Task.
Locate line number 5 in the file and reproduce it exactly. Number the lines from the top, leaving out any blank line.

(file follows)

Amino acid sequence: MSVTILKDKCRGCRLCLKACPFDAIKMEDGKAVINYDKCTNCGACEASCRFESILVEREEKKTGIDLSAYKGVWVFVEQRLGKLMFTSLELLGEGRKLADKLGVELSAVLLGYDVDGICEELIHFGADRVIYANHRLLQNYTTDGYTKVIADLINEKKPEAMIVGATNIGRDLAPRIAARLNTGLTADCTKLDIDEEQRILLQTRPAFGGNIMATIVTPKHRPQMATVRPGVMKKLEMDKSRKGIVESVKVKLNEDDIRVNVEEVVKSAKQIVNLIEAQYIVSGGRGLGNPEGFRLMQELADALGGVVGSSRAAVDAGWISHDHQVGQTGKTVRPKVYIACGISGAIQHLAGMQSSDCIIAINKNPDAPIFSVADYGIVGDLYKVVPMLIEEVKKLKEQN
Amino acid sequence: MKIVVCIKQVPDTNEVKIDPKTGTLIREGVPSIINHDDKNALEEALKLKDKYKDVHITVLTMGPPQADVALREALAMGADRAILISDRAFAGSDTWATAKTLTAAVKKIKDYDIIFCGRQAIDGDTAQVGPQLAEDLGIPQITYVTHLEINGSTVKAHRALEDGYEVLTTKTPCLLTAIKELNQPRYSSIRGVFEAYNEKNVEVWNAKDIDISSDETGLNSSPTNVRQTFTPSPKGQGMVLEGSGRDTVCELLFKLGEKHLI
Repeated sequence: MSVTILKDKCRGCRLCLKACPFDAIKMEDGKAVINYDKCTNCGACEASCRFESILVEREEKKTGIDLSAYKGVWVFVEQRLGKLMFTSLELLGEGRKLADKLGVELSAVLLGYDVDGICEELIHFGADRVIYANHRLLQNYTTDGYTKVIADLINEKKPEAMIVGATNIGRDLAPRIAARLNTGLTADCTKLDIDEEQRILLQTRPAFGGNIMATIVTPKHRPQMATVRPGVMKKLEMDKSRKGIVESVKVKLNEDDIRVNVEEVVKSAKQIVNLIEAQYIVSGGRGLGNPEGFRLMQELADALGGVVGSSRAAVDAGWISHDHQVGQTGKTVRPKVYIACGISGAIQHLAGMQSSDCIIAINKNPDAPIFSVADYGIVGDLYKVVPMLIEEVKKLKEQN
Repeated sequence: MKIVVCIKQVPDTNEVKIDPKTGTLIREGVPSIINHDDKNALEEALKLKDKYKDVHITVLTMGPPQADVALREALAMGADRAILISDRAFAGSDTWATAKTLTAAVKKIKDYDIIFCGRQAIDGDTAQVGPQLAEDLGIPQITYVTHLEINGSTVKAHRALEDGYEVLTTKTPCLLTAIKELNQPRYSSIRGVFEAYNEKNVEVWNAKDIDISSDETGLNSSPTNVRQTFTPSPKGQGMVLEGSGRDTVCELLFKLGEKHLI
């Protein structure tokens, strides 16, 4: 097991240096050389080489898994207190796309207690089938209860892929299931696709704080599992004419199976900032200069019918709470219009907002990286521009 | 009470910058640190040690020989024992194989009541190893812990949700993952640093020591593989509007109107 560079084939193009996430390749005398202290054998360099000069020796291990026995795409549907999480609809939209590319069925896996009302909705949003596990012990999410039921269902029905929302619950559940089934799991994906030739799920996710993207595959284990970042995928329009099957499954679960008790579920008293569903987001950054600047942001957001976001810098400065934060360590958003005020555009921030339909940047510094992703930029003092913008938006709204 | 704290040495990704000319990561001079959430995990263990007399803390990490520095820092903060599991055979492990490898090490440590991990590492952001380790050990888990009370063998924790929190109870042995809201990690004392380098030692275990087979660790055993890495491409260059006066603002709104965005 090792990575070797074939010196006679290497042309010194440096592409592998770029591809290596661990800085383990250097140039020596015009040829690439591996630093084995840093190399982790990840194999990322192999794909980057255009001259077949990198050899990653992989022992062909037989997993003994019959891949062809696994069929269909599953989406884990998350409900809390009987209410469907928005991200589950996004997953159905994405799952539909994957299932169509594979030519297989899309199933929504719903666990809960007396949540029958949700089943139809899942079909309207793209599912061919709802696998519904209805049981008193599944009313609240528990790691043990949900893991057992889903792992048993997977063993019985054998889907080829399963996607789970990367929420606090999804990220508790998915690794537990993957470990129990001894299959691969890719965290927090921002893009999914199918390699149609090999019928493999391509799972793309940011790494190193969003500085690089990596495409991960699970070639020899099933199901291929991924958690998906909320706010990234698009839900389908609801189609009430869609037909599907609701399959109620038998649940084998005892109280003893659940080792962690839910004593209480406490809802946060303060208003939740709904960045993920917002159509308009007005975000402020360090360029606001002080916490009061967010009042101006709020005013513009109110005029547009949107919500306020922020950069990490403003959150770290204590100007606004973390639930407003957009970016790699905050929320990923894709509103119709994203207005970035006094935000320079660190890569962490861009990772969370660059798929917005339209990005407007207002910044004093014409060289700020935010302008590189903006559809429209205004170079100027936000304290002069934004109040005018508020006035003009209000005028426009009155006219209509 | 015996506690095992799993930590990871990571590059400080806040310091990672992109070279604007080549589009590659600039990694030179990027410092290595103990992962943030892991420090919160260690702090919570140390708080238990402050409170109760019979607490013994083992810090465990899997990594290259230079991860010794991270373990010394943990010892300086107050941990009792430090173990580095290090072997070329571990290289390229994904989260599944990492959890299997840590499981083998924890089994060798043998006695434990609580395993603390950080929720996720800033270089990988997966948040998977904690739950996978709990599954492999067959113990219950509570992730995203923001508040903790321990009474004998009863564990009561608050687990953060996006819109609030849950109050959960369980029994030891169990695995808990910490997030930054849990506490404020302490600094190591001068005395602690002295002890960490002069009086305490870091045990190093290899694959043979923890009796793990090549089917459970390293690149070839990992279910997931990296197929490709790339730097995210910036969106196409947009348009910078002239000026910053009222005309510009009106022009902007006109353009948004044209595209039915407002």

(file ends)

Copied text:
């Protein structure tokens, strides 16, 4: 097991240096050389080489898994207190796309207690089938209860892929299931696709704080599992004419199976900032200069019918709470219009907002990286521009 | 009470910058640190040690020989024992194989009541190893812990949700993952640093020591593989509007109107 560079084939193009996430390749005398202290054998360099000069020796291990026995795409549907999480609809939209590319069925896996009302909705949003596990012990999410039921269902029905929302619950559940089934799991994906030739799920996710993207595959284990970042995928329009099957499954679960008790579920008293569903987001950054600047942001957001976001810098400065934060360590958003005020555009921030339909940047510094992703930029003092913008938006709204 | 704290040495990704000319990561001079959430995990263990007399803390990490520095820092903060599991055979492990490898090490440590991990590492952001380790050990888990009370063998924790929190109870042995809201990690004392380098030692275990087979660790055993890495491409260059006066603002709104965005 090792990575070797074939010196006679290497042309010194440096592409592998770029591809290596661990800085383990250097140039020596015009040829690439591996630093084995840093190399982790990840194999990322192999794909980057255009001259077949990198050899990653992989022992062909037989997993003994019959891949062809696994069929269909599953989406884990998350409900809390009987209410469907928005991200589950996004997953159905994405799952539909994957299932169509594979030519297989899309199933929504719903666990809960007396949540029958949700089943139809899942079909309207793209599912061919709802696998519904209805049981008193599944009313609240528990790691043990949900893991057992889903792992048993997977063993019985054998889907080829399963996607789970990367929420606090999804990220508790998915690794537990993957470990129990001894299959691969890719965290927090921002893009999914199918390699149609090999019928493999391509799972793309940011790494190193969003500085690089990596495409991960699970070639020899099933199901291929991924958690998906909320706010990234698009839900389908609801189609009430869609037909599907609701399959109620038998649940084998005892109280003893659940080792962690839910004593209480406490809802946060303060208003939740709904960045993920917002159509308009007005975000402020360090360029606001002080916490009061967010009042101006709020005013513009109110005029547009949107919500306020922020950069990490403003959150770290204590100007606004973390639930407003957009970016790699905050929320990923894709509103119709994203207005970035006094935000320079660190890569962490861009990772969370660059798929917005339209990005407007207002910044004093014409060289700020935010302008590189903006559809429209205004170079100027936000304290002069934004109040005018508020006035003009209000005028426009009155006219209509 | 015996506690095992799993930590990871990571590059400080806040310091990672992109070279604007080549589009590659600039990694030179990027410092290595103990992962943030892991420090919160260690702090919570140390708080238990402050409170109760019979607490013994083992810090465990899997990594290259230079991860010794991270373990010394943990010892300086107050941990009792430090173990580095290090072997070329571990290289390229994904989260599944990492959890299997840590499981083998924890089994060798043998006695434990609580395993603390950080929720996720800033270089990988997966948040998977904690739950996978709990599954492999067959113990219950509570992730995203923001508040903790321990009474004998009863564990009561608050687990953060996006819109609030849950109050959960369980029994030891169990695995808990910490997030930054849990506490404020302490600094190591001068005395602690002295002890960490002069009086305490870091045990190093290899694959043979923890009796793990090549089917459970390293690149070839990992279910997931990296197929490709790339730097995210910036969106196409947009348009910078002239000026910053009222005309510009009106022009902007006109353009948004044209595209039915407002």